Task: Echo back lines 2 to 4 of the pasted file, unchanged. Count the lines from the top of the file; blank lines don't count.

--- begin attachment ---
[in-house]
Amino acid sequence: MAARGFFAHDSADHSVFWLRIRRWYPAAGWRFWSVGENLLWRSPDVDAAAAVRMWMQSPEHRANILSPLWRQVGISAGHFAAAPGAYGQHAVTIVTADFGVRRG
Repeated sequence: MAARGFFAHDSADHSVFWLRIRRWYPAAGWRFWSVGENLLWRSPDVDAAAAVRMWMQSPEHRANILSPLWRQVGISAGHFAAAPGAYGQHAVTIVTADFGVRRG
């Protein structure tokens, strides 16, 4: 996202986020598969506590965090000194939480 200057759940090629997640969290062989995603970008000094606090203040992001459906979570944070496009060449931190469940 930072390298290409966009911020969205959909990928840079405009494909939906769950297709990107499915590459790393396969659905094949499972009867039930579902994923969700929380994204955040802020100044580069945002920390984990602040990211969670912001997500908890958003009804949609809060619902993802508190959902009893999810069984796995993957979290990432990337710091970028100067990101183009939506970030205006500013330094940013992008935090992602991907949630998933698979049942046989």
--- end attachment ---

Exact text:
Amino acid sequence: MAARGFFAHDSADHSVFWLRIRRWYPAAGWRFWSVGENLLWRSPDVDAAAAVRMWMQSPEHRANILSPLWRQVGISAGHFAAAPGAYGQHAVTIVTADFGVRRG
Repeated sequence: MAARGFFAHDSADHSVFWLRIRRWYPAAGWRFWSVGENLLWRSPDVDAAAAVRMWMQSPEHRANILSPLWRQVGISAGHFAAAPGAYGQHAVTIVTADFGVRRG
């Protein structure tokens, strides 16, 4: 996202986020598969506590965090000194939480 200057759940090629997640969290062989995603970008000094606090203040992001459906979570944070496009060449931190469940 930072390298290409966009911020969205959909990928840079405009494909939906769950297709990107499915590459790393396969659905094949499972009867039930579902994923969700929380994204955040802020100044580069945002920390984990602040990211969670912001997500908890958003009804949609809060619902993802508190959902009893999810069984796995993957979290990432990337710091970028100067990101183009939506970030205006500013330094940013992008935090992602991907949630998933698979049942046989």